Distiller’s dried grains (DDGs) are a co-product of dry-milled ethanol production. U.S. ethanol plants have the capacity to produce more than 17 billion gallons of ethanol and 35 million tons of DDG (Ag MRC). DDGs from corn contain, on average, 30 percent protein, 10 percent fat, and 7 percent fiber. Approximately 18 pounds of DDGs (10 percent moisture content) are produced from one bushel of corn. Because their protein content is higher than that of corn, DDGs can be substituted for corn and soybean meal in livestock diets. More information pertaining to the substitution of DDG for corn and soybean meal in the U.S. can be found in Hoffman and Baker (2011).
Given the substitutability of DDGs for corn and soybean meal; we would expect DDG prices to be significantly related to these feedstuffs. To help explain fluctuations in DDG prices, this article examines the relationship between DDG prices, and corn and soybean meal prices. Price data used below were obtained from monthly issues of Feed Outlook, which reports DDG, corn, and soybean meal prices for central Illinois.
Variability of DDG Prices and Other Feedstuffs
Figure 1 depicts monthly DDG and corn prices from January 2007 to December 2021. The average DDG and corn prices over this period were $165 per ton and $159 per ton, respectively. These two price series are highly correlated (r = 0.824). DDG and corn prices tend to move in the same direction. However, there are times when the two prices diverge. For example, from January 2017 to May 2017, corn prices were from $23 to $27 per ton higher than DDG prices. From December 2017 to June 2018, corn prices were from $29 to $48 lower than DDG prices. More recently, due to capacity utilization issues associated with COVID-19, corn prices were $37 to $93 lower than DDG prices from March 2020 to July 2020, and from $42 to $46 lower than DDG prices in November and December 2020.
Monthly DDG and soybean meal (SBM) prices are illustrated in Figure 2. Average DDG and soybean meal prices over the period were $165 per ton and $352 per ton, respectively. On average, soybean meal prices were 123 percent higher than DDG prices. These two price series are highly correlated (r = 0.667). However, the correlation is lower than that for DDG prices and corn prices. Having said that, the correlation between corn and SBM prices is 0.493, substantially lower than the correlation between DDG and SBM prices. The difference between soybean meal and DDG prices ranged from 35 percent in November 2011 to 338 percent in September 2014.
Factors Impacting DDG Prices
From the information above, it is evident that DDG prices are sensitive to changes in corn and soybean meal prices. Regression analysis using data from January 2007 to December 2021 for central Illinois was used to examine the relationship between these variables. Results are as follows: each $0.10 per bushel ($3.57 per ton) increase in corn price results in a $2.19 per ton increase in DDG prices, and each $10 per ton increase in soybean meal prices results in a $2.20 increase in DDG prices. To more fully understand the impact of corn and SBM prices on DDG prices, we computed coefficients of separate determination (Langemeier et al., 1992). These coefficients can be used to measure the influence of each independent variable upon the dependent variable. The sum of the coefficients of separate determination for each variable equals the R-square goodness of fit measure, which was 0.770 for the DDG price regression. This goodness of fit statistic indicates that 77.0 percent of the variation in DDG prices was explained by fluctuations in corn and SBM prices. Computed coefficients of separate determination indicated that corn price and SBM price explained approximately 54 and 23 percent of the variation in DDG prices, respectively.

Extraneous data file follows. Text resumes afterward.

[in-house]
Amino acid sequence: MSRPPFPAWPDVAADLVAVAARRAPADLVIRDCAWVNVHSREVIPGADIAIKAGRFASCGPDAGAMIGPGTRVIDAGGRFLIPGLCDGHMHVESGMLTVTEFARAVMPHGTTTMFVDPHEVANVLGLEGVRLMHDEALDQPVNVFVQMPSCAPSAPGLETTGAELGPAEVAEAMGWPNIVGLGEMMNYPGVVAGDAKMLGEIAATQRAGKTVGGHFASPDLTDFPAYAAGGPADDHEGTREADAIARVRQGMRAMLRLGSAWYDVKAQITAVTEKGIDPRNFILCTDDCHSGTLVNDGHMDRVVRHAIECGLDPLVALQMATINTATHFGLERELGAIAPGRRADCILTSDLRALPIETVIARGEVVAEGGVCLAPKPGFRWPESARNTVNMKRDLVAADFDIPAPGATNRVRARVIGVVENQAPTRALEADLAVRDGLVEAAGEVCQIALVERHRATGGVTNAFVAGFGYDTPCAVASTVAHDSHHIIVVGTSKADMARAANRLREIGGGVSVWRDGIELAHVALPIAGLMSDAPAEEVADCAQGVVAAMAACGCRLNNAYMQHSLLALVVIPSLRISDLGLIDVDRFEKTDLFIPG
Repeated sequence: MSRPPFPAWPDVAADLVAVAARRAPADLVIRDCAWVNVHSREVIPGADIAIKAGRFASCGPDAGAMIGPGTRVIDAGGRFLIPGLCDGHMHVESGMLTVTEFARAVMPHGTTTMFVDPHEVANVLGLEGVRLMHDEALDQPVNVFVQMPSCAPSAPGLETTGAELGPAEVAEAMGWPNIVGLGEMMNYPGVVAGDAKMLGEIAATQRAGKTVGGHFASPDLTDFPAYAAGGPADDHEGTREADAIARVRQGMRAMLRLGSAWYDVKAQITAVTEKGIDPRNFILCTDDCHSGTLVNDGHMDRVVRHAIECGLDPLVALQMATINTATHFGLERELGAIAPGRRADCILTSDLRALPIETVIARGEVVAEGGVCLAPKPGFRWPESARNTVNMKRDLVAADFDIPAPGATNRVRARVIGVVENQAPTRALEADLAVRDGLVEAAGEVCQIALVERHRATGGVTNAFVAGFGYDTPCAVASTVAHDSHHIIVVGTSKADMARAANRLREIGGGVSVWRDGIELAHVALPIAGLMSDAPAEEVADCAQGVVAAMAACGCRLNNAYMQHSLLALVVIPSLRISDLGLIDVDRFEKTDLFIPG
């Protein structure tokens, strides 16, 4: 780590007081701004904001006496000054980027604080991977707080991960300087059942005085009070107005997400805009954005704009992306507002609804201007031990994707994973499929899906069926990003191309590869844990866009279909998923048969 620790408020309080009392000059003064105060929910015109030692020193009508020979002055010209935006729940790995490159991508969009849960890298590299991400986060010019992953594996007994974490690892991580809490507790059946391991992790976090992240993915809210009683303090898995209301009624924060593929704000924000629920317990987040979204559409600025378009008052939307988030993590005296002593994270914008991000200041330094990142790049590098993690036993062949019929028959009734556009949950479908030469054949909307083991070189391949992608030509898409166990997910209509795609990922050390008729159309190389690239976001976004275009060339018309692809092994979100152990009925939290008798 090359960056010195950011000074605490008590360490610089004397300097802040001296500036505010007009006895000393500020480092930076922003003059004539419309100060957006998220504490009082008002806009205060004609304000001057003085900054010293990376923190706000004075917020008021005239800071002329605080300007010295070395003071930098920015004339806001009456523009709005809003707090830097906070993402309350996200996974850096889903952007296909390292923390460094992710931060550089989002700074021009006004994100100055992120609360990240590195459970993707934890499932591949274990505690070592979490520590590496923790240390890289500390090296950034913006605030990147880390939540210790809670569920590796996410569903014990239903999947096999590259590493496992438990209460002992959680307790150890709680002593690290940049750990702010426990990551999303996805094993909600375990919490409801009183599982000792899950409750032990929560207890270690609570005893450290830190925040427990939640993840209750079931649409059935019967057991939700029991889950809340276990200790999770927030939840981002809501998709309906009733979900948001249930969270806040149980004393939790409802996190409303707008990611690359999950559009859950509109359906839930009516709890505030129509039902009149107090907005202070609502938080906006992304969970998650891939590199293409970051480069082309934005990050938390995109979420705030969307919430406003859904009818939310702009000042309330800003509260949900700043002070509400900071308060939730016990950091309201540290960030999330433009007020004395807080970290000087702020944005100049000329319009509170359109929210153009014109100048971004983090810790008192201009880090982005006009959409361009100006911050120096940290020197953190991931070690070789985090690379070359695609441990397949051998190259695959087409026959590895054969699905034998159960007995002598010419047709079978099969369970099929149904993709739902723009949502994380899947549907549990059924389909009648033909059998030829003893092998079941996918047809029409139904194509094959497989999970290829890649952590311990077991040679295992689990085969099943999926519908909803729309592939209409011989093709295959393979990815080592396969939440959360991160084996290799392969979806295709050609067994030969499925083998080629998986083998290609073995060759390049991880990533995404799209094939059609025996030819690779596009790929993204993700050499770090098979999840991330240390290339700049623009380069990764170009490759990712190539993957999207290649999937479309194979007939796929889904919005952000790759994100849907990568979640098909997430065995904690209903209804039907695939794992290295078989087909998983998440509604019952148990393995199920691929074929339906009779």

Figure 3 presents the actual and predicted DDG prices. There are times when the predicted DDG prices are either substantially below or above actual DDG prices, revealing the difficulty associated with predicting DDG prices with just corn price and soybean price information. For example, during much of 2020, predicted DDG prices were well below actual DDG prices. In 2021, as ethanol plants started producing at levels closer to capacity, actual DDG prices more closely matched predicted prices.
Projected DDG Prices
As noted above, DDG prices are sensitive to changes in both corn and SBM prices. Using projected corn and soybean meal prices for the second half of 2022 (i.e., $7.00 corn and $400 SBM), DDG prices are projected to range from $230 to $250 per ton. Of course, there is a wide band around projected corn and SBM prices. If corn and SBM prices are 10 percent lower than projections, predicted DDG prices would range from $200 to $220 per ton. Predicted DDG prices would range from $260 to $280 if corn and SBM prices are 10 percent higher than current projections.
Summary and Conclusions
DDGs are an important feedstuff in the U.S. DDGs often substitute for both corn and soybean meal in livestock rations. Because DDG prices are not as readily available as corn and soybean meal prices, it can be difficult to gauge the impact of DDG prices on projected feed costs. This article examined fluctuations in DDG prices since 2007, and related movement in DDG prices to movements in corn and soybean meal prices. DDG prices were significantly correlated with corn prices and soybean meal prices.
Agriculture Marketing Resource Center, www.agmrc.org, accessed May 31, 2022.
“Feed Outlook,” United Department of Agriculture, Economic Research Service, various issues.
Hoffman, L.A. and A. Baker. “Estimating the Substitution of Distillers’ Grains for Corn and Soybean Meal in the U.S. Feed Complex.” FDS-11-I-01, United States Department of Agriculture, Economic Research Service, October 2011.
Langemeier, M., T. Schroeder, and J. Mintert. “Determinants of Cattle Finishing Profitability.” Southern Journal of Agricultural Economics. 24(December 1993):41-47.